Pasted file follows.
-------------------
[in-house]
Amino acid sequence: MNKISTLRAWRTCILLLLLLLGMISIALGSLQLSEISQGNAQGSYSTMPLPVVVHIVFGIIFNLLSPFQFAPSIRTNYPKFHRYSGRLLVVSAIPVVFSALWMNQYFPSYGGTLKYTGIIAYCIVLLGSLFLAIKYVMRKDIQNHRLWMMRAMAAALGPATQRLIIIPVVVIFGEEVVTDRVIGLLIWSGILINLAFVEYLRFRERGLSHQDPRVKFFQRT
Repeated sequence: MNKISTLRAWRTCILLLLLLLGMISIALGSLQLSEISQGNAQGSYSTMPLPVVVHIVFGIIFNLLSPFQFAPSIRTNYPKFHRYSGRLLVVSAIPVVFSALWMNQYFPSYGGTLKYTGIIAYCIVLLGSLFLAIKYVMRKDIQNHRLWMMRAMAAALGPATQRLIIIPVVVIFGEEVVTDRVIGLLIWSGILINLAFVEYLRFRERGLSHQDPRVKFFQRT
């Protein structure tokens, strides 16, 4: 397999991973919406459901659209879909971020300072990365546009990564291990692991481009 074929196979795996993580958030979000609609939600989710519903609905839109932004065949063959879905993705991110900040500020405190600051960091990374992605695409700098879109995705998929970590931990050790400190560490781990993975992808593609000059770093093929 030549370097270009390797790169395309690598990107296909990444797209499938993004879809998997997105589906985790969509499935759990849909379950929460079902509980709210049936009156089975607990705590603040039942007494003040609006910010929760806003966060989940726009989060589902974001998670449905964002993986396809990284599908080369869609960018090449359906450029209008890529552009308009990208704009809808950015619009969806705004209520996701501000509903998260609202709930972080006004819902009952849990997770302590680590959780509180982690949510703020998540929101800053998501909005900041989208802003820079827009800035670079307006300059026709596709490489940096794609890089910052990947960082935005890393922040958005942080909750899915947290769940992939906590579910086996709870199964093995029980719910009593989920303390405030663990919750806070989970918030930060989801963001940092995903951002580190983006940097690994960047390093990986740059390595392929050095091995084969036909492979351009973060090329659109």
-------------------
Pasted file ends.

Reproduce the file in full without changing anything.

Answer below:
[in-house]
Amino acid sequence: MNKISTLRAWRTCILLLLLLLGMISIALGSLQLSEISQGNAQGSYSTMPLPVVVHIVFGIIFNLLSPFQFAPSIRTNYPKFHRYSGRLLVVSAIPVVFSALWMNQYFPSYGGTLKYTGIIAYCIVLLGSLFLAIKYVMRKDIQNHRLWMMRAMAAALGPATQRLIIIPVVVIFGEEVVTDRVIGLLIWSGILINLAFVEYLRFRERGLSHQDPRVKFFQRT
Repeated sequence: MNKISTLRAWRTCILLLLLLLGMISIALGSLQLSEISQGNAQGSYSTMPLPVVVHIVFGIIFNLLSPFQFAPSIRTNYPKFHRYSGRLLVVSAIPVVFSALWMNQYFPSYGGTLKYTGIIAYCIVLLGSLFLAIKYVMRKDIQNHRLWMMRAMAAALGPATQRLIIIPVVVIFGEEVVTDRVIGLLIWSGILINLAFVEYLRFRERGLSHQDPRVKFFQRT
């Protein structure tokens, strides 16, 4: 397999991973919406459901659209879909971020300072990365546009990564291990692991481009 074929196979795996993580958030979000609609939600989710519903609905839109932004065949063959879905993705991110900040500020405190600051960091990374992605695409700098879109995705998929970590931990050790400190560490781990993975992808593609000059770093093929 030549370097270009390797790169395309690598990107296909990444797209499938993004879809998997997105589906985790969509499935759990849909379950929460079902509980709210049936009156089975607990705590603040039942007494003040609006910010929760806003966060989940726009989060589902974001998670449905964002993986396809990284599908080369869609960018090449359906450029209008890529552009308009990208704009809808950015619009969806705004209520996701501000509903998260609202709930972080006004819902009952849990997770302590680590959780509180982690949510703020998540929101800053998501909005900041989208802003820079827009800035670079307006300059026709596709490489940096794609890089910052990947960082935005890393922040958005942080909750899915947290769940992939906590579910086996709870199964093995029980719910009593989920303390405030663990919750806070989970918030930060989801963001940092995903951002580190983006940097690994960047390093990986740059390595392929050095091995084969036909492979351009973060090329659109």